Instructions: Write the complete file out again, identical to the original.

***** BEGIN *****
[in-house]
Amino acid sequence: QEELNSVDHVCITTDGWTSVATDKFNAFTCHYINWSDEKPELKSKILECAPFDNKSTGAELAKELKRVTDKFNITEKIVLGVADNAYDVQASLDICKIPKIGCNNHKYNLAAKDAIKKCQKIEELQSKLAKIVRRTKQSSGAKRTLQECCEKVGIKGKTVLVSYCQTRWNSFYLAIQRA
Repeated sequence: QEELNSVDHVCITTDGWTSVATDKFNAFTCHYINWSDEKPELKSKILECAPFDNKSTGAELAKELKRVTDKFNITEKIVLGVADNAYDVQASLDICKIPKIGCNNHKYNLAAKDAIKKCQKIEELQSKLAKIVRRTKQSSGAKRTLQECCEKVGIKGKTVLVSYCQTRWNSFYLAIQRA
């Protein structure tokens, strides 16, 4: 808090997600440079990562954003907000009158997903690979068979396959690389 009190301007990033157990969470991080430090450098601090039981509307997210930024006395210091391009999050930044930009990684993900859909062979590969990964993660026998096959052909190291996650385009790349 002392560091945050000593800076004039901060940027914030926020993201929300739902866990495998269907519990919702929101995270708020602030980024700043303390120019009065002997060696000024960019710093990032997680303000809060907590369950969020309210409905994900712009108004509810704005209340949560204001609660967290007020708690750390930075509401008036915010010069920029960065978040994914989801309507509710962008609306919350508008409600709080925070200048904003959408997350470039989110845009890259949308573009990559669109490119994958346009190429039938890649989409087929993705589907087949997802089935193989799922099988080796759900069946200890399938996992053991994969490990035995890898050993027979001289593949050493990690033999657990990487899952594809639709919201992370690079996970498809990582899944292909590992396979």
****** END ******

[in-house]
Amino acid sequence: QEELNSVDHVCITTDGWTSVATDKFNAFTCHYINWSDEKPELKSKILECAPFDNKSTGAELAKELKRVTDKFNITEKIVLGVADNAYDVQASLDICKIPKIGCNNHKYNLAAKDAIKKCQKIEELQSKLAKIVRRTKQSSGAKRTLQECCEKVGIKGKTVLVSYCQTRWNSFYLAIQRA
Repeated sequence: QEELNSVDHVCITTDGWTSVATDKFNAFTCHYINWSDEKPELKSKILECAPFDNKSTGAELAKELKRVTDKFNITEKIVLGVADNAYDVQASLDICKIPKIGCNNHKYNLAAKDAIKKCQKIEELQSKLAKIVRRTKQSSGAKRTLQECCEKVGIKGKTVLVSYCQTRWNSFYLAIQRA
């Protein structure tokens, strides 16, 4: 808090997600440079990562954003907000009158997903690979068979396959690389 009190301007990033157990969470991080430090450098601090039981509307997210930024006395210091391009999050930044930009990684993900859909062979590969990964993660026998096959052909190291996650385009790349 002392560091945050000593800076004039901060940027914030926020993201929300739902866990495998269907519990919702929101995270708020602030980024700043303390120019009065002997060696000024960019710093990032997680303000809060907590369950969020309210409905994900712009108004509810704005209340949560204001609660967290007020708690750390930075509401008036915010010069920029960065978040994914989801309507509710962008609306919350508008409600709080925070200048904003959408997350470039989110845009890259949308573009990559669109490119994958346009190429039938890649989409087929993705589907087949997802089935193989799922099988080796759900069946200890399938996992053991994969490990035995890898050993027979001289593949050493990690033999657990990487899952594809639709919201992370690079996970498809990582899944292909590992396979």